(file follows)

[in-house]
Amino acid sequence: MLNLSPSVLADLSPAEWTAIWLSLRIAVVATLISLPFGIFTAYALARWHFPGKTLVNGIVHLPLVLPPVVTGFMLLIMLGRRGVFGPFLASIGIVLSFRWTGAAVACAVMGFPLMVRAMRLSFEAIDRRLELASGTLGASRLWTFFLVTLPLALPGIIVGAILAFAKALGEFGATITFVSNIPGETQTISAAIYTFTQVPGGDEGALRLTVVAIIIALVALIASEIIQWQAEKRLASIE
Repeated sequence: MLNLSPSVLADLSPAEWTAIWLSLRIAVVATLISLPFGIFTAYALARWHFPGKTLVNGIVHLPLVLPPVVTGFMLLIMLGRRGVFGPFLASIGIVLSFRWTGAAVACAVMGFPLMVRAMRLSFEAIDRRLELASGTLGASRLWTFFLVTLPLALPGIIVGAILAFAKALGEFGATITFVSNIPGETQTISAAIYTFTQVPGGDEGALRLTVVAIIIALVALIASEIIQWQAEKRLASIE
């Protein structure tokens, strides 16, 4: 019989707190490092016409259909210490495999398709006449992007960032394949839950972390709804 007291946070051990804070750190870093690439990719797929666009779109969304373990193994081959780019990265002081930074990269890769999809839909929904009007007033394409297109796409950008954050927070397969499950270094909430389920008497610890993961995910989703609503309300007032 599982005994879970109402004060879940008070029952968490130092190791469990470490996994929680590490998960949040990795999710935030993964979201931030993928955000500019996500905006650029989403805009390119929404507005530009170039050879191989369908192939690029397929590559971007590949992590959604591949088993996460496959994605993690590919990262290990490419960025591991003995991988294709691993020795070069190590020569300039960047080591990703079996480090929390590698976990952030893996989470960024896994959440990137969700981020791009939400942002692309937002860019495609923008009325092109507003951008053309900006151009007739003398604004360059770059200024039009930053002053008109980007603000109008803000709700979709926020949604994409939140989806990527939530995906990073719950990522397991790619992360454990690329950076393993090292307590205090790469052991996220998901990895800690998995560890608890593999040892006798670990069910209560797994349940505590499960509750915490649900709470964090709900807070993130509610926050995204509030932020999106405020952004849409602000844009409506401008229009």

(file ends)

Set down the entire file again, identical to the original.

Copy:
[in-house]
Amino acid sequence: MLNLSPSVLADLSPAEWTAIWLSLRIAVVATLISLPFGIFTAYALARWHFPGKTLVNGIVHLPLVLPPVVTGFMLLIMLGRRGVFGPFLASIGIVLSFRWTGAAVACAVMGFPLMVRAMRLSFEAIDRRLELASGTLGASRLWTFFLVTLPLALPGIIVGAILAFAKALGEFGATITFVSNIPGETQTISAAIYTFTQVPGGDEGALRLTVVAIIIALVALIASEIIQWQAEKRLASIE
Repeated sequence: MLNLSPSVLADLSPAEWTAIWLSLRIAVVATLISLPFGIFTAYALARWHFPGKTLVNGIVHLPLVLPPVVTGFMLLIMLGRRGVFGPFLASIGIVLSFRWTGAAVACAVMGFPLMVRAMRLSFEAIDRRLELASGTLGASRLWTFFLVTLPLALPGIIVGAILAFAKALGEFGATITFVSNIPGETQTISAAIYTFTQVPGGDEGALRLTVVAIIIALVALIASEIIQWQAEKRLASIE
């Protein structure tokens, strides 16, 4: 019989707190490092016409259909210490495999398709006449992007960032394949839950972390709804 007291946070051990804070750190870093690439990719797929666009779109969304373990193994081959780019990265002081930074990269890769999809839909929904009007007033394409297109796409950008954050927070397969499950270094909430389920008497610890993961995910989703609503309300007032 599982005994879970109402004060879940008070029952968490130092190791469990470490996994929680590490998960949040990795999710935030993964979201931030993928955000500019996500905006650029989403805009390119929404507005530009170039050879191989369908192939690029397929590559971007590949992590959604591949088993996460496959994605993690590919990262290990490419960025591991003995991988294709691993020795070069190590020569300039960047080591990703079996480090929390590698976990952030893996989470960024896994959440990137969700981020791009939400942002692309937002860019495609923008009325092109507003951008053309900006151009007739003398604004360059770059200024039009930053002053008109980007603000109008803000709700979709926020949604994409939140989806990527939530995906990073719950990522397991790619992360454990690329950076393993090292307590205090790469052991996220998901990895800690998995560890608890593999040892006798670990069910209560797994349940505590499960509750915490649900709470964090709900807070993130509610926050995204509030932020999106405020952004849409602000844009409506401008229009």